WASHINGTON (Reuters) - A veto last week by President George W. Bush of a popular water projects bill was overridden by the House of Representatives on Tuesday, moving Congress closer to enacting legislation that would authorize $23 billion for nearly 900 projects across the United States.
The House voted 361-54 to override the president’s veto. The Senate is expected to take up the water bill as early as Wednesday.
If similar action occurs in the Senate, it would mark the first time Congress has mustered enough votes to override the president’s veto. Bush has vetoed five bills during his time in office.
“The president chose to stand in the way of this bipartisan legislation, this overwhelming bipartisan legislation, in an attempt to claim the mantle of fiscal responsibility,” said House Majority Leader Steny Hoyer from Maryland. “This is the wrong bill to have done so.”
Bush had long threatened to veto the $23 billion bill, saying it was too expensive because it had special projects supported by individual lawmakers.
“No one is surprised that this veto is over-ridden,” White House spokesman Tony Fratto said.
“We understand that members of Congress are going to support the projects in their districts. Budgeting is about making choices and defining priorities — it doesn’t mean you can have everything,” he said. “This bill doesn’t make the difficult choices; it says we can fund every idea out there.”
The Senate passed the bill, 81-12, in September after the House of Representatives approved it by 381-40 a month earlier, both with more than the two-thirds majorities needed to override a presidential veto.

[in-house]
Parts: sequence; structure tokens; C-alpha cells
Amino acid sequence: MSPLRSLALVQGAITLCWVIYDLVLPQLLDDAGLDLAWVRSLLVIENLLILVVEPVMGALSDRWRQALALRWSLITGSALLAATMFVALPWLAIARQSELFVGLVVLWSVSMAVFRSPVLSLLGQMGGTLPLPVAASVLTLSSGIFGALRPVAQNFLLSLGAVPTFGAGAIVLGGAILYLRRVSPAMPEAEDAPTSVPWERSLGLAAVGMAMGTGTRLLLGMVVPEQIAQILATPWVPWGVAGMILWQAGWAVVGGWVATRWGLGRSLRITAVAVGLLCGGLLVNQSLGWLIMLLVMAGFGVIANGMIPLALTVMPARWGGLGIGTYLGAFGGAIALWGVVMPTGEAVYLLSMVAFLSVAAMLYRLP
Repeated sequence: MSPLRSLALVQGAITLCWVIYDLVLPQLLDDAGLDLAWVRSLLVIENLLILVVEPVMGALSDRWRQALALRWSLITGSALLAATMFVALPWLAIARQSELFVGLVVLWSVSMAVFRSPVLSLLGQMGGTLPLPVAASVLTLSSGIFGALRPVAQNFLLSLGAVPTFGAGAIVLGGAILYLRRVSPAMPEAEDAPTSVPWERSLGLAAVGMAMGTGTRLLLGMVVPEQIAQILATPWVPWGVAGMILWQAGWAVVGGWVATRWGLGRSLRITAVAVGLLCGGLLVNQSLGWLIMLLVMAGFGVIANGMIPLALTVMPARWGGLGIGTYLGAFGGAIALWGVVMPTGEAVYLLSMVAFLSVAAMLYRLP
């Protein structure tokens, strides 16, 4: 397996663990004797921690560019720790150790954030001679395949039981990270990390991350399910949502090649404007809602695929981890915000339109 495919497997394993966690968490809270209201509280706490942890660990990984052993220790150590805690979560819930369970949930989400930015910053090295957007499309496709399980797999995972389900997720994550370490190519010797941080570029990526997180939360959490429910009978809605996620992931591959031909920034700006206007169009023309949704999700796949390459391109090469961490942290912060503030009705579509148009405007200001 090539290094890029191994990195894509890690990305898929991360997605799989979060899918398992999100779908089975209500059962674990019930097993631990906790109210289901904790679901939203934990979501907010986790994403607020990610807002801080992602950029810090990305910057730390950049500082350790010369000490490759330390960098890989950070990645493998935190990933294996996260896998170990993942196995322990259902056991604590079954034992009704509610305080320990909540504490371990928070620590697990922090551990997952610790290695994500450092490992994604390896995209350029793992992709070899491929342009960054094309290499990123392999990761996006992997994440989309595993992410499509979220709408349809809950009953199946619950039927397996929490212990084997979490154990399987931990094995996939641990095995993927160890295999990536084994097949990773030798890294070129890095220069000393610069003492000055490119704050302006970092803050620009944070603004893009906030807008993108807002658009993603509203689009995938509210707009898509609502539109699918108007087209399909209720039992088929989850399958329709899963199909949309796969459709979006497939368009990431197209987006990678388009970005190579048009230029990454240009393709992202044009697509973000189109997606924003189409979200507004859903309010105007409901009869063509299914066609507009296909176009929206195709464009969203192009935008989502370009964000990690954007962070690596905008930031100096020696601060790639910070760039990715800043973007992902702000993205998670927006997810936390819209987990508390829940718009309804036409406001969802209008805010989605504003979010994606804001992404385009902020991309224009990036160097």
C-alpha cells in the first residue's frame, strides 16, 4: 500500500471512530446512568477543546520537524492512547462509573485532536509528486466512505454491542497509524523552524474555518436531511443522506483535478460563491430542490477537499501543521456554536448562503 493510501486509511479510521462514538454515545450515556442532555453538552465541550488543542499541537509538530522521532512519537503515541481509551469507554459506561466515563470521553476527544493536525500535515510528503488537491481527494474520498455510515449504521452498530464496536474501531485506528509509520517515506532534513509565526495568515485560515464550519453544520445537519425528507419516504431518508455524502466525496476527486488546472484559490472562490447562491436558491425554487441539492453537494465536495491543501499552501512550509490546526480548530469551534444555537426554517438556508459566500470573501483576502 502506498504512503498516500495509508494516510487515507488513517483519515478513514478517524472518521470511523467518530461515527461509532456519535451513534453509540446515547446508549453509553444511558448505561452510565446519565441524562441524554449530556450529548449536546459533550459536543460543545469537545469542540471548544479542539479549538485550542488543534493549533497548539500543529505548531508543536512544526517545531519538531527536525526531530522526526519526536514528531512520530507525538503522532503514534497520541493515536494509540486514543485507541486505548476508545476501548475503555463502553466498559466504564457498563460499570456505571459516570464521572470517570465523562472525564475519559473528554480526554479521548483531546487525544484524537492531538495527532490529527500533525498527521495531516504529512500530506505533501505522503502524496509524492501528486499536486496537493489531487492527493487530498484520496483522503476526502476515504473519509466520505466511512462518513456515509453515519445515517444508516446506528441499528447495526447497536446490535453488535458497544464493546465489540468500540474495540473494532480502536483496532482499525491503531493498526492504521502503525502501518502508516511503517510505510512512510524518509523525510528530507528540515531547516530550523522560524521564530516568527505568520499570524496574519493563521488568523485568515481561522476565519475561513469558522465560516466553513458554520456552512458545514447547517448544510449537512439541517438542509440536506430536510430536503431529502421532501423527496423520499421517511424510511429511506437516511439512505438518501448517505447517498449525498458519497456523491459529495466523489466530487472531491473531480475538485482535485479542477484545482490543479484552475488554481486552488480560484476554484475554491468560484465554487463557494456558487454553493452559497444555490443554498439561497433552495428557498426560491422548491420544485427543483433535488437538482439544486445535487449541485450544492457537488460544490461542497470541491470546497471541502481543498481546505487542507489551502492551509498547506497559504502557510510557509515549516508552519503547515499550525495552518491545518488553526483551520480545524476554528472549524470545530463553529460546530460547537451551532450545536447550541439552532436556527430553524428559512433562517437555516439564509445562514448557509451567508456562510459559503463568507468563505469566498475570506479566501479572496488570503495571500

Overall, the legislation authorizes 900 projects and studies.
The bill would provide funding to do coastal restoration in Louisiana after Hurricane Katrina and improve the Florida Everglades.
It also would include new locks to speed up freight traffic on the Mississippi River. Farm and business groups have campaigned for years to expand navigational capacity on the upper Mississippi, where many of the locks and dams date from the Depression era, in order to remain competitive in the global agriculture trade market.
Bush and Democrats, at loggerheads over his Iraq war strategy, have also been sparring over other spending issues, including a proposal by Democrats to expand a popular children’s health program and a series of annual domestic spending bills supported by Congress that exceed a funding limit Bush has suggested.
Additional reporting by Tabassum Zakaria in Washington; Editing by Marguerita Choy